And speaking of people stretching rules to their breaking point, as discussed with Congress yesterday, it appears I have a story across my wires along those lines.
In 1990, Pizza Hut opened its first restaurant in China. As of 2011, they had 520 in China. Some are take-out only, some are sit-down. Just like in the United States, China has a salad bar in their sit-down places. Now comes the difference: in the United States, you're permitted as many trips to the salad bar as you wish. In China, though, you only got one plate and one trip. Your basic no-refills policy.
It's a pizza place, right? People are there for the pizza. What could go wrong?
(via Kotaku; the image file says it's from gawkerassets.com)
That. That could go wrong.
With only one trip to the salad bar, the Chinese customers decided they were going to make that trip count. You might expect someone to stack up food in a semi-large pile. You don't expect people to undergo frankly impressive feats of botanical engineering such that the amount of food and the aesthetic appeal of the tower, and uploading the result to the Internet, becomes clearly more important than whether or not you're actually going to eat it. That one picture is merely a sample. Others are shown here. One imagines the employees at these Pizza Huts burying their face in their hands muttering 'Oh, geez, not again' every time they noticed someone lingering at the salad bar. There were how-to videos and everything, such as this one from 2006.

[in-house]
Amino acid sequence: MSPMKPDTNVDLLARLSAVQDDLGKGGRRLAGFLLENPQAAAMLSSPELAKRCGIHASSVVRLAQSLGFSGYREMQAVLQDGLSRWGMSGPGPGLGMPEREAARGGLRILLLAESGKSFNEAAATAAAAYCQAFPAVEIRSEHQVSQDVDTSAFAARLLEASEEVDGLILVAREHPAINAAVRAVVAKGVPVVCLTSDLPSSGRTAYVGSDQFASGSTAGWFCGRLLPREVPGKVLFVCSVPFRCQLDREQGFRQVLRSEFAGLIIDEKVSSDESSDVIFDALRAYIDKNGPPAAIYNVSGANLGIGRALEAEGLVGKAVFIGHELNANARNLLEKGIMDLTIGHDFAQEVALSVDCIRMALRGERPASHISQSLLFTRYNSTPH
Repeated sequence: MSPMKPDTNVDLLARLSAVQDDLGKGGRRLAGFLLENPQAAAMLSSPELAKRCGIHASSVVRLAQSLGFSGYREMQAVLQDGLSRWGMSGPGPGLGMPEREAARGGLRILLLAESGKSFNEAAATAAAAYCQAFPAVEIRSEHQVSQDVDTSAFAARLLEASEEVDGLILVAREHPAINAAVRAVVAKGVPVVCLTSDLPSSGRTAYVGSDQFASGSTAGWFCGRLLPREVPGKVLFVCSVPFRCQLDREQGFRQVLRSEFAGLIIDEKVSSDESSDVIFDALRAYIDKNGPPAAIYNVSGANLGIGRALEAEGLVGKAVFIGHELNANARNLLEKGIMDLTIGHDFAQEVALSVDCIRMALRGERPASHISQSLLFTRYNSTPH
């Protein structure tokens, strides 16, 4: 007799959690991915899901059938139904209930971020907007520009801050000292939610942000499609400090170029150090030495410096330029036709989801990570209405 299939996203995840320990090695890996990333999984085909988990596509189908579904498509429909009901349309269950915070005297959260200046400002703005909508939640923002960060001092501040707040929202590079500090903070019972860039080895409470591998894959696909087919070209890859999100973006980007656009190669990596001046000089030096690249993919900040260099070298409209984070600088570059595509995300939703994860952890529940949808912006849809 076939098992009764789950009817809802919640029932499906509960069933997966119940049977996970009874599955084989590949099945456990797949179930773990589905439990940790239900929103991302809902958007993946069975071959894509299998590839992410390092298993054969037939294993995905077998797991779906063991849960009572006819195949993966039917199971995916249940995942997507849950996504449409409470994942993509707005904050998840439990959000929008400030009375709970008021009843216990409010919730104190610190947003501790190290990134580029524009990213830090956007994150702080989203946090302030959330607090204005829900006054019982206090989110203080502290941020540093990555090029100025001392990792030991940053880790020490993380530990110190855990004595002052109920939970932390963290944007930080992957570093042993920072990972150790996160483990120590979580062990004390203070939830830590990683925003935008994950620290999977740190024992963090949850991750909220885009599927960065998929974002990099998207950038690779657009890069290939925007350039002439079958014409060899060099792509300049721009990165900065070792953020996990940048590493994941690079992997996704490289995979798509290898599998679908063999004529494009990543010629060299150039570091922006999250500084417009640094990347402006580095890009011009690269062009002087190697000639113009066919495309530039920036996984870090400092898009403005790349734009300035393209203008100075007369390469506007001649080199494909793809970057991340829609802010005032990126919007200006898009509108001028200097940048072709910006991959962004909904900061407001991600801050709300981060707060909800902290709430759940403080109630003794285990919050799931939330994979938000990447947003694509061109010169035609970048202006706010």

You see, this is, at least according to my research (and I could very well be wrong; it's mostly personal anecdotes), how any buffet works in China. As I've had it explained it to me, when Chinese restaurant customers are offered an all-you-can-eat buffet, odds are that they will not only pile up food in this fashion, they will then try to smuggle additional food home. The whole 'buffet food must be eaten inside the restaurant rule' is either disregarded or nonexistent, and even if it did exist, the customers just leave giant piles of uneaten food on their table. It's more about the acquiring than the eating.
Eventually, Pizza Hut learned their lesson. The salad tower shenanigans put enough of a dent in Pizza Hut's budget- and patience- that in 2009, they announced they were shutting the salad bars entirely. Which just encouraged people to make more towers before they were gone, because we just can't have nice things.
Original reporting indicated that the salad bars all closed. A follow-up visit by Kotaku's Eric Jou noted that at least some of the salad bars are still around; however, the point has gotten across, as the salad towers have ceased.
It should be noted that the closedown happened in 2009. For some reason, this anecdote really flared up this past July and has often been portrayed as something that's just happened recently or is even still ongoing. I'm guessing someone got a look at it one day around that time and it just got up into the media jetstream from there.
Not only that, but a couple articles over the years came out with titles like 'Salad Bar Hacking' and 'Engineers show diners how to beat the salad bar', as if the wanton acquisition of more food than you could possibly eat in one sitting was something to strive for. As it happened, in the process of hacking the salad bar, they largely beat it to death.